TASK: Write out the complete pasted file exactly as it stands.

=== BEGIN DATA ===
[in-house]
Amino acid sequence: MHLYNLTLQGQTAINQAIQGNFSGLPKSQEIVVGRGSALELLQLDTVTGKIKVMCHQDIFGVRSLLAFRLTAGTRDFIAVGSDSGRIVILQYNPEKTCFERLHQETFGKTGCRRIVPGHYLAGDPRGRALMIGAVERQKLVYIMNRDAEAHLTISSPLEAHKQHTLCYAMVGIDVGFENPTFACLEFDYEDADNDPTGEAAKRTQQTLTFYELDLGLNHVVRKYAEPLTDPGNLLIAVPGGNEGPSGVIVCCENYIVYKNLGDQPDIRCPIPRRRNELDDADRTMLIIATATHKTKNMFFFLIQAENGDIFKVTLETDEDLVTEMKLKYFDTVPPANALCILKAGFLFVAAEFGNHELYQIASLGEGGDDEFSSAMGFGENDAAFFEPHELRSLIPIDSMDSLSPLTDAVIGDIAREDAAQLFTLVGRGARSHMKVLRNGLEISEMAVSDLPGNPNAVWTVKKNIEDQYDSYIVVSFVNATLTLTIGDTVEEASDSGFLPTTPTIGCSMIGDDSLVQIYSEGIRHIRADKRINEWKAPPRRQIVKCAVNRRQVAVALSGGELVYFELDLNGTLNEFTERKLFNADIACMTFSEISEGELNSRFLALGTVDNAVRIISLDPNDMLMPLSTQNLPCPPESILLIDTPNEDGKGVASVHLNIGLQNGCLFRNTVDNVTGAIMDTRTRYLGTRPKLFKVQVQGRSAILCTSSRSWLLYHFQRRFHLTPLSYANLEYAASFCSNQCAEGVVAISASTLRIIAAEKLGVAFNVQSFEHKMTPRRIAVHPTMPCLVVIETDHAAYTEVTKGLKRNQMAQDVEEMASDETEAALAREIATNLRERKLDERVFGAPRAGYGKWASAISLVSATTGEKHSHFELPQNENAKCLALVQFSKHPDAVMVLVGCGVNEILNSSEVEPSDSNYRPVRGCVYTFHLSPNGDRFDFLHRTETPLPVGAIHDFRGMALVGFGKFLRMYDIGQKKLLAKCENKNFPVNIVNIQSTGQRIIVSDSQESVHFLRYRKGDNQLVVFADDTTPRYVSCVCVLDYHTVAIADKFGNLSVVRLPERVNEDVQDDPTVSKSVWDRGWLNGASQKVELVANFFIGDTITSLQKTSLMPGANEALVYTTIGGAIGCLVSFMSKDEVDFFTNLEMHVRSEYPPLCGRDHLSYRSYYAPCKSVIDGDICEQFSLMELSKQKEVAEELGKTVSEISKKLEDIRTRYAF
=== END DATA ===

[in-house]
Amino acid sequence: MHLYNLTLQGQTAINQAIQGNFSGLPKSQEIVVGRGSALELLQLDTVTGKIKVMCHQDIFGVRSLLAFRLTAGTRDFIAVGSDSGRIVILQYNPEKTCFERLHQETFGKTGCRRIVPGHYLAGDPRGRALMIGAVERQKLVYIMNRDAEAHLTISSPLEAHKQHTLCYAMVGIDVGFENPTFACLEFDYEDADNDPTGEAAKRTQQTLTFYELDLGLNHVVRKYAEPLTDPGNLLIAVPGGNEGPSGVIVCCENYIVYKNLGDQPDIRCPIPRRRNELDDADRTMLIIATATHKTKNMFFFLIQAENGDIFKVTLETDEDLVTEMKLKYFDTVPPANALCILKAGFLFVAAEFGNHELYQIASLGEGGDDEFSSAMGFGENDAAFFEPHELRSLIPIDSMDSLSPLTDAVIGDIAREDAAQLFTLVGRGARSHMKVLRNGLEISEMAVSDLPGNPNAVWTVKKNIEDQYDSYIVVSFVNATLTLTIGDTVEEASDSGFLPTTPTIGCSMIGDDSLVQIYSEGIRHIRADKRINEWKAPPRRQIVKCAVNRRQVAVALSGGELVYFELDLNGTLNEFTERKLFNADIACMTFSEISEGELNSRFLALGTVDNAVRIISLDPNDMLMPLSTQNLPCPPESILLIDTPNEDGKGVASVHLNIGLQNGCLFRNTVDNVTGAIMDTRTRYLGTRPKLFKVQVQGRSAILCTSSRSWLLYHFQRRFHLTPLSYANLEYAASFCSNQCAEGVVAISASTLRIIAAEKLGVAFNVQSFEHKMTPRRIAVHPTMPCLVVIETDHAAYTEVTKGLKRNQMAQDVEEMASDETEAALAREIATNLRERKLDERVFGAPRAGYGKWASAISLVSATTGEKHSHFELPQNENAKCLALVQFSKHPDAVMVLVGCGVNEILNSSEVEPSDSNYRPVRGCVYTFHLSPNGDRFDFLHRTETPLPVGAIHDFRGMALVGFGKFLRMYDIGQKKLLAKCENKNFPVNIVNIQSTGQRIIVSDSQESVHFLRYRKGDNQLVVFADDTTPRYVSCVCVLDYHTVAIADKFGNLSVVRLPERVNEDVQDDPTVSKSVWDRGWLNGASQKVELVANFFIGDTITSLQKTSLMPGANEALVYTTIGGAIGCLVSFMSKDEVDFFTNLEMHVRSEYPPLCGRDHLSYRSYYAPCKSVIDGDICEQFSLMELSKQKEVAEELGKTVSEISKKLEDIRTRYAF